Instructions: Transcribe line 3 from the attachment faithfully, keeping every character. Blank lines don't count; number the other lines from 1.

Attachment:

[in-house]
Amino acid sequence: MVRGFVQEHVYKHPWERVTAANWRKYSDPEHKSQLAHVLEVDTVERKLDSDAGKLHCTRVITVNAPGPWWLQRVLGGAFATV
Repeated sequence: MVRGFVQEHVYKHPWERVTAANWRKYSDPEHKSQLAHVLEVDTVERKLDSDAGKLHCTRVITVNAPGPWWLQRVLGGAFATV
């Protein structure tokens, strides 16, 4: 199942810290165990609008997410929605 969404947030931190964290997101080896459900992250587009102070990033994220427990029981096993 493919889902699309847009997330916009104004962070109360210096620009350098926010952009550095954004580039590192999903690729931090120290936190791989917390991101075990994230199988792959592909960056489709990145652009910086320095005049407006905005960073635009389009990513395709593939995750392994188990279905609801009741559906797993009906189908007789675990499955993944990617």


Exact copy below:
Repeated sequence: MVRGFVQEHVYKHPWERVTAANWRKYSDPEHKSQLAHVLEVDTVERKLDSDAGKLHCTRVITVNAPGPWWLQRVLGGAFATV